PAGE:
How to Lazy Load Images in Wordpress

How to Lazy Load Images in WordPress both Without a Plugin and With a Plugin

Do You Want to Learn How to Lazy Load Images in WordPress?

To improve your WordPress website’s speed and user experience, consider implementing lazy loading for images. This technique delays the loading of images until they are about to be visible on the user’s screen, reducing initial page load times.

Implementing lazy loading is a common practice for optimizing website speed and performance, as seen on many popular image-heavy sites. Learn more about enhancing your WordPress website speed at Boost WordPress Website Speed.

In this article, we’ll cover the basics of lazy loading, its SEO advantages, and how to implement it on your WordPress site for better performance. Additionally, we will learn how to custom implement lazy loading for images through programming.

  1. What is image lazy loading?
  2. Is lazy loading image good for SEO?
  3. Does WordPress lazy load images by default?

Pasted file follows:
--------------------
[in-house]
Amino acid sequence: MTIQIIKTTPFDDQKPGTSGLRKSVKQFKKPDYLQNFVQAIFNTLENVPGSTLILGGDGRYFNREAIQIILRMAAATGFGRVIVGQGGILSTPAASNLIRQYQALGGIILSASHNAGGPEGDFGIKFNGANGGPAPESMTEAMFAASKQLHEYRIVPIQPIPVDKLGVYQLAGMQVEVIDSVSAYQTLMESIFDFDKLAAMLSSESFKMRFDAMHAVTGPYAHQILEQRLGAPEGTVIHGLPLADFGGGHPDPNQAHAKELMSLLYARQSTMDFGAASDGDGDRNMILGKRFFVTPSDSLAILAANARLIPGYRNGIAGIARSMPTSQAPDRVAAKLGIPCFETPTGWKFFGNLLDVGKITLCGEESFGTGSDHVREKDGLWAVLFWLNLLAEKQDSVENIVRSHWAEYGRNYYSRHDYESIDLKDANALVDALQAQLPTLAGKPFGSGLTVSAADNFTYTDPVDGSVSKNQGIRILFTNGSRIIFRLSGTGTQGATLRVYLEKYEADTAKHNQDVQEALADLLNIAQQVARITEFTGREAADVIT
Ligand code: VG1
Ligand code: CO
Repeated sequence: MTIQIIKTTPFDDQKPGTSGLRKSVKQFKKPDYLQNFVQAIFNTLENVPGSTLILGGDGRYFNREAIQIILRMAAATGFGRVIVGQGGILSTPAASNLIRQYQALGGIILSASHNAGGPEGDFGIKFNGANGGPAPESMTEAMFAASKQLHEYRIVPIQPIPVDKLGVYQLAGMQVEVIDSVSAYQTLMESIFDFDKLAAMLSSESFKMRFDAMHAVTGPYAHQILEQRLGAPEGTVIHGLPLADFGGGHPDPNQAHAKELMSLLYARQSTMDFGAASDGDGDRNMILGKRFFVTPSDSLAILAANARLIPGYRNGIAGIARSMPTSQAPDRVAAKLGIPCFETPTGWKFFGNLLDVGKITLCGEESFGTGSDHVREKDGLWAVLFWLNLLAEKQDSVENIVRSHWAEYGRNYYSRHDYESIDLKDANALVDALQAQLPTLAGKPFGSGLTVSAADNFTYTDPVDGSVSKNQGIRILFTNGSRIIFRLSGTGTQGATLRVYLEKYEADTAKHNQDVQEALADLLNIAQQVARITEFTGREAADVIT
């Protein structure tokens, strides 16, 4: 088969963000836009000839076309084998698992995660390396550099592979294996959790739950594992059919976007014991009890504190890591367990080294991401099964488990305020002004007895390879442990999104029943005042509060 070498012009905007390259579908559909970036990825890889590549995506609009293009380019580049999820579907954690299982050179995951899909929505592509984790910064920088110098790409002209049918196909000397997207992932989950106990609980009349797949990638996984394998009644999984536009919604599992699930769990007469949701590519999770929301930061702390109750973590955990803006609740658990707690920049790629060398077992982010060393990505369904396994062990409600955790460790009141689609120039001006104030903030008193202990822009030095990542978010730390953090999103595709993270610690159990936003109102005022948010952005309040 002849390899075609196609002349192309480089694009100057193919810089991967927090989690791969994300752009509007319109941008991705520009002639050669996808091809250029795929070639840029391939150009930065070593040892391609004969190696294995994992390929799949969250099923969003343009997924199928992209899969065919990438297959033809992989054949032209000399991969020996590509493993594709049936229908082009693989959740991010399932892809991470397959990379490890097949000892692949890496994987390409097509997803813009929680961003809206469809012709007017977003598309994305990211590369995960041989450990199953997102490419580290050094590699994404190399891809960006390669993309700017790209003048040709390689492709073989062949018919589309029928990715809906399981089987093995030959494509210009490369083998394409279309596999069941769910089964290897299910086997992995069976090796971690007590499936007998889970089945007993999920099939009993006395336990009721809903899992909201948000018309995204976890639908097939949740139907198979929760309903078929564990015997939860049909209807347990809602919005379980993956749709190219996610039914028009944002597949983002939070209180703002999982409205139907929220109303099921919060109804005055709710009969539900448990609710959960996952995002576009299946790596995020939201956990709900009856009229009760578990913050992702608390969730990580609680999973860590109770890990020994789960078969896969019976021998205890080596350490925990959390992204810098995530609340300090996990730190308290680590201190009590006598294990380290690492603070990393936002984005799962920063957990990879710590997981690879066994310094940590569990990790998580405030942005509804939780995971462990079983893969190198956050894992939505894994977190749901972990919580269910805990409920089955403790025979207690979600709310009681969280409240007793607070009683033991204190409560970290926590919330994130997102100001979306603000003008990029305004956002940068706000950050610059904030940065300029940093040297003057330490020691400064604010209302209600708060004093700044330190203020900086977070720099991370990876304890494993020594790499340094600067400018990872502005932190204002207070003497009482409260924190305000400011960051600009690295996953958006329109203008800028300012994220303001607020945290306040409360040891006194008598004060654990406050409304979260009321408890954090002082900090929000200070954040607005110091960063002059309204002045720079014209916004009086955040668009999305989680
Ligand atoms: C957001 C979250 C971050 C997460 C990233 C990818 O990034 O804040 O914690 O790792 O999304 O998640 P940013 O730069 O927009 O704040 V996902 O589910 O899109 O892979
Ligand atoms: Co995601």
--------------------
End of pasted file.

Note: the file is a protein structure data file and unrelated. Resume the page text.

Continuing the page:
4. How to lazy load images using CSS?
  5. How do I lazy load a background image?
  6. How do I lazy load images in WordPress without plugins?
  7. How do I lazy load images in WordPress with plugins?

What is Lazy Loading?

Lazy loading is a web development technique that delays the loading of images until they are about to appear on a user’s screen. Rather than loading all images when a webpage loads initially, lazy loading allows images to load dynamically as the user scrolls down the page.

How to Lazy Load Images in WordPress

This approach significantly improves a website’s performance by reducing the initial load time and conserving bandwidth. It enhances the user experience by prioritizing the loading of content that is immediately visible, ensuring a faster and more responsive interaction. Lazy loading is particularly beneficial for websites with numerous images, as it helps optimize resource utilization and contributes to a smoother browsing experience.

Is Lazy Loading Good for SEO?

Yes, lazy loading is good for SEO. It improves website speed, which search engines favor for better rankings. This increases user experience and boosts visibility on search results.

Does WordPress Lazy Load Images by Default?

How to Lazy Load Images in WordPress

As of the latest information available, WordPress does not have built-in support for lazy loading images by default. However, you can easily enable lazy loading for images in WordPress through various methods.

If you’re looking to enhance your website’s performance and user experience, implementing lazy load images in WordPress can be achieved using plugins or by adding specific code to your theme files. This allows images to load progressively as users scroll down the page, reducing initial page load times and optimizing overall site performance.